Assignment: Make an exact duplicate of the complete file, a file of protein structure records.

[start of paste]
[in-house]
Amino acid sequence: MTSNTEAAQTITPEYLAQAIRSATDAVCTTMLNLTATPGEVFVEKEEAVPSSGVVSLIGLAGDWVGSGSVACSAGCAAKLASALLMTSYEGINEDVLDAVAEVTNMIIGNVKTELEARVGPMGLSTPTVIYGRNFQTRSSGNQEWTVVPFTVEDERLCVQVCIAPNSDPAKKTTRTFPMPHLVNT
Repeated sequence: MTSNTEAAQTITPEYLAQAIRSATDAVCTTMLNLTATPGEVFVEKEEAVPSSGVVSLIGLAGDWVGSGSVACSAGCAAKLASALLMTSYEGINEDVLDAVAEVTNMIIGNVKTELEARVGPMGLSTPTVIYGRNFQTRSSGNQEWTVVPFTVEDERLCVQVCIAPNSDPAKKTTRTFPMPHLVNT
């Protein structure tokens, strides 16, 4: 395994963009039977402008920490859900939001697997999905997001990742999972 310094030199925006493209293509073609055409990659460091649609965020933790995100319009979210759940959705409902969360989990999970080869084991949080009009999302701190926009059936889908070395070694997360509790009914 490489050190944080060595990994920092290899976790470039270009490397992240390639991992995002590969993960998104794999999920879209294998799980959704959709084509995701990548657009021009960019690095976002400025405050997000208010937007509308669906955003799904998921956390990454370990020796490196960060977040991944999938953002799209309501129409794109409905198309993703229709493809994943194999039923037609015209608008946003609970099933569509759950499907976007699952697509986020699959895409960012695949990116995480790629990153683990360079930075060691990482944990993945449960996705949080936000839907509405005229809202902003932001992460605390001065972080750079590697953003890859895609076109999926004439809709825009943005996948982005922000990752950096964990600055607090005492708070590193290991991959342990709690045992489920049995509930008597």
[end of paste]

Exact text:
[in-house]
Amino acid sequence: MTSNTEAAQTITPEYLAQAIRSATDAVCTTMLNLTATPGEVFVEKEEAVPSSGVVSLIGLAGDWVGSGSVACSAGCAAKLASALLMTSYEGINEDVLDAVAEVTNMIIGNVKTELEARVGPMGLSTPTVIYGRNFQTRSSGNQEWTVVPFTVEDERLCVQVCIAPNSDPAKKTTRTFPMPHLVNT
Repeated sequence: MTSNTEAAQTITPEYLAQAIRSATDAVCTTMLNLTATPGEVFVEKEEAVPSSGVVSLIGLAGDWVGSGSVACSAGCAAKLASALLMTSYEGINEDVLDAVAEVTNMIIGNVKTELEARVGPMGLSTPTVIYGRNFQTRSSGNQEWTVVPFTVEDERLCVQVCIAPNSDPAKKTTRTFPMPHLVNT
């Protein structure tokens, strides 16, 4: 395994963009039977402008920490859900939001697997999905997001990742999972 310094030199925006493209293509073609055409990659460091649609965020933790995100319009979210759940959705409902969360989990999970080869084991949080009009999302701190926009059936889908070395070694997360509790009914 490489050190944080060595990994920092290899976790470039270009490397992240390639991992995002590969993960998104794999999920879209294998799980959704959709084509995701990548657009021009960019690095976002400025405050997000208010937007509308669906955003799904998921956390990454370990020796490196960060977040991944999938953002799209309501129409794109409905198309993703229709493809994943194999039923037609015209608008946003609970099933569509759950499907976007699952697509986020699959895409960012695949990116995480790629990153683990360079930075060691990482944990993945449960996705949080936000839907509405005229809202902003932001992460605390001065972080750079590697953003890859895609076109999926004439809709825009943005996948982005922000990752950096964990600055607090005492708070590193290991991959342990709690045992489920049995509930008597």